WASHINGTON, April 12, 2011 /PRNewswire/ -- Today, leading health and research experts are convening at the American Society for Nutrition's Scientific Sessions and Annual Meeting at Experimental Biology 2011 in Washington, D.C., to review research findings that highlight the growing problem of increased consumption of sweetened caloric beverages and its link to negative health outcomes. During the workshop, "The Global Beverage Picture: Where is the Science Today as Beverage Consumption Relates to Cardiometabolic Health," experts will share new research updates on the relationship between this upward trend and metabolic syndrome, a cluster of conditions that occur together, has been linked to abdominal obesity, and found to increase a person's risk for heart disease, stroke and diabetes.
This research is particularly relevant given the recently released 2010 Dietary Guidelines for Americans, published by the U.S. Department of Agriculture and U.S. Department of Health and Human Services, which conclude:
- Beverages contribute substantially to overall diet and calorie intake; American adults consume an average of approximately 400 calories/day as beverages. (1)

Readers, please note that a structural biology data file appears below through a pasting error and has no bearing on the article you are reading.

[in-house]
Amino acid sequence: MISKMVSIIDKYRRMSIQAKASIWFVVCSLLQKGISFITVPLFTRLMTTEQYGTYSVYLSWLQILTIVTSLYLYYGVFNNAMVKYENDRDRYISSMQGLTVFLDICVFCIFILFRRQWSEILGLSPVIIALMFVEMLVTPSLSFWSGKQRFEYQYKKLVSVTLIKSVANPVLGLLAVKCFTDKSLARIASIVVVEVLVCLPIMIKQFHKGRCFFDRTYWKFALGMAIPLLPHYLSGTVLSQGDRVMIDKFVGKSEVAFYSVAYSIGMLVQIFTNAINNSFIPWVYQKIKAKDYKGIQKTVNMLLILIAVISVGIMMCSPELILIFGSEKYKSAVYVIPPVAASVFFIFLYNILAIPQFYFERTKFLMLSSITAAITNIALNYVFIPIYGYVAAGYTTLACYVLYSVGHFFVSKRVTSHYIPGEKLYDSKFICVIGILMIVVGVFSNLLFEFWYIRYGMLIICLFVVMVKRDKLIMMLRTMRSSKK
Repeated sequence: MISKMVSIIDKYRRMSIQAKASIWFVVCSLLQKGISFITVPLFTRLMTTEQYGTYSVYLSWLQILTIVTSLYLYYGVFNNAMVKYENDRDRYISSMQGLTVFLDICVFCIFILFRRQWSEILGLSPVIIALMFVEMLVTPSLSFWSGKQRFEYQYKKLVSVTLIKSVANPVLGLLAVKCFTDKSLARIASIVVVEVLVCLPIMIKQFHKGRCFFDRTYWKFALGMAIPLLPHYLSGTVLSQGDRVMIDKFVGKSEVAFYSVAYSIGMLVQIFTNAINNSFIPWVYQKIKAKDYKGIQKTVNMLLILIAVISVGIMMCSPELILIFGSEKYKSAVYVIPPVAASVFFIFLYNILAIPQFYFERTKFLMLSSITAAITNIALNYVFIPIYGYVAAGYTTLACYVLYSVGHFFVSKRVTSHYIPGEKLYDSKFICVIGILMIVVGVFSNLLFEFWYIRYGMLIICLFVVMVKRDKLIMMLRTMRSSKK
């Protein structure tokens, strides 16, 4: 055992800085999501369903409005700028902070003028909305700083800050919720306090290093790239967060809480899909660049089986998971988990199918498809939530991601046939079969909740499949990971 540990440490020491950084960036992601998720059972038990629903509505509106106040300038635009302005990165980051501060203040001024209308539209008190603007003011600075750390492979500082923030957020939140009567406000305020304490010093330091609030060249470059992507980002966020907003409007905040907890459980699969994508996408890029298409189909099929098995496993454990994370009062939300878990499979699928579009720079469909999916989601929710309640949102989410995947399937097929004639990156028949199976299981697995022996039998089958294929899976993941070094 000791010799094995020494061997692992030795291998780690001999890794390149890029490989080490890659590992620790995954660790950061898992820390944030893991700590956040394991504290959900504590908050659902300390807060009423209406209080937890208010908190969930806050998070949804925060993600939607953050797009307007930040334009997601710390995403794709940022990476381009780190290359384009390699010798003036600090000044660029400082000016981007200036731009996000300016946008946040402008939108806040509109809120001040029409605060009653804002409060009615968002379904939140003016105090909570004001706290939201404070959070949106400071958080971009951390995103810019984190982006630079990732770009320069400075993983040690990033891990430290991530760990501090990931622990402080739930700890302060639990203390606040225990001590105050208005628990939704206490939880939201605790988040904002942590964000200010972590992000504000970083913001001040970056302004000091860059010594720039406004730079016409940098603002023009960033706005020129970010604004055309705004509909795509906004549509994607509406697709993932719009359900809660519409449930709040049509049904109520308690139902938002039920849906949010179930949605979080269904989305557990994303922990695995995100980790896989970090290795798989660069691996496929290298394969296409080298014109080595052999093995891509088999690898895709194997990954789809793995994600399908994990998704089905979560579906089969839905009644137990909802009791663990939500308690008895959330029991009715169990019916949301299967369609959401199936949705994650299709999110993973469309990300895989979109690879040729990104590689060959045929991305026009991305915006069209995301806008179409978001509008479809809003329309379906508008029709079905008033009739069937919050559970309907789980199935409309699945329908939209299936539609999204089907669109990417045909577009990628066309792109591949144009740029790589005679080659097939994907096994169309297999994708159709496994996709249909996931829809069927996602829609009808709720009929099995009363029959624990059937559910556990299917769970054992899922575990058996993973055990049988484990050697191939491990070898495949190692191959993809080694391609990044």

- Soda, energy drinks and sports drinks are major sources of added sugars in American diets (represent 36 percent of added sugar intake).(2)
- To limit excess calories and maintain a healthy weight – especially when today more than one-third of children and more than two-thirds of adults in the U.S. are overweight or obese – individuals should drink more water and less sugary drinks.(3)
Building off of the Guidelines' recommendations, Barry Popkin, PhD, University of North Carolina, Chapel Hill, will highlight the significant increase in the consumption of caloric sweeteners across the globe over the past 20 years, with the main source being sweetened caloric beverages, including: soft drinks, fruit drinks, energy drinks, vitamin waters, and now the newest addition: high fat sugar-sweetened milk.(4) Dr. Popkin will also discuss the important role water plays in human health and global water promotion efforts.
"From the United States to Europe to Mexico, we are finding significant continued increases in the consumption of sweetened caloric beverages combined with an accelerated shift toward inactivity, poor diet and obesity," said Dr. Popkin. "In order for individuals across the globe to better manage their health, they need to consider their daily intake of beverage calories and understand the value of water as a healthful beverage option."